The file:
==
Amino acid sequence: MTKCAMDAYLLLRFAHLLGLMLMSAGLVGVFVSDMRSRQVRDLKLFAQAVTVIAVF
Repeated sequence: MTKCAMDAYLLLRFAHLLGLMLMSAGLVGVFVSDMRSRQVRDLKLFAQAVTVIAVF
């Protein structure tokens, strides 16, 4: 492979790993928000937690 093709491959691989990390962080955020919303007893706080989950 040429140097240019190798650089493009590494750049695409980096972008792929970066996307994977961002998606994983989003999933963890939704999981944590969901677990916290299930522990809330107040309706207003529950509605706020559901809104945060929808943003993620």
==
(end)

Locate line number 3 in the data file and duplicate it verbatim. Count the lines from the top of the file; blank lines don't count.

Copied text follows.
């Protein structure tokens, strides 16, 4: 492979790993928000937690 093709491959691989990390962080955020919303007893706080989950 040429140097240019190798650089493009590494750049695409980096972008792929970066996307994977961002998606994983989003999933963890939704999981944590969901677990916290299930522990809330107040309706207003529950509605706020559901809104945060929808943003993620």